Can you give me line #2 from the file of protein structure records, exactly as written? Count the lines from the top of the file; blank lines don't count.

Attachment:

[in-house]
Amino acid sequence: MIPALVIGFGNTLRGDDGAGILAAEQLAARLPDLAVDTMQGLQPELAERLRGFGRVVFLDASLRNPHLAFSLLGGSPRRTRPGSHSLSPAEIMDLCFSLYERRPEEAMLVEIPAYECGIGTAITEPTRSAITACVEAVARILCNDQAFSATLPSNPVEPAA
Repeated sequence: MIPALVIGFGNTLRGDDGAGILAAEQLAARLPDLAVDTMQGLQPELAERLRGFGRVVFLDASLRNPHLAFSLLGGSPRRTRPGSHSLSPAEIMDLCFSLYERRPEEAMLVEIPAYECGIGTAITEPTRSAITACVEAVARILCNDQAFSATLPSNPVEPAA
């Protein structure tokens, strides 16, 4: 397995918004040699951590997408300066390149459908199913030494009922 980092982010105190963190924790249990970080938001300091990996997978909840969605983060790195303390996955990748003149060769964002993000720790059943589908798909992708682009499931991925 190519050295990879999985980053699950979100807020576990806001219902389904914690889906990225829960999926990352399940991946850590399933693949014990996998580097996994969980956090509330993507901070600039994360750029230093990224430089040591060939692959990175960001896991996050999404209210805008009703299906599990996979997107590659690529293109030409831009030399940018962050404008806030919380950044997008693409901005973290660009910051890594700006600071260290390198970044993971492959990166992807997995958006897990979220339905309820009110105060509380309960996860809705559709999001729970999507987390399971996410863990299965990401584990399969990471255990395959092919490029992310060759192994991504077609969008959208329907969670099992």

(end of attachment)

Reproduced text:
Amino acid sequence: MIPALVIGFGNTLRGDDGAGILAAEQLAARLPDLAVDTMQGLQPELAERLRGFGRVVFLDASLRNPHLAFSLLGGSPRRTRPGSHSLSPAEIMDLCFSLYERRPEEAMLVEIPAYECGIGTAITEPTRSAITACVEAVARILCNDQAFSATLPSNPVEPAA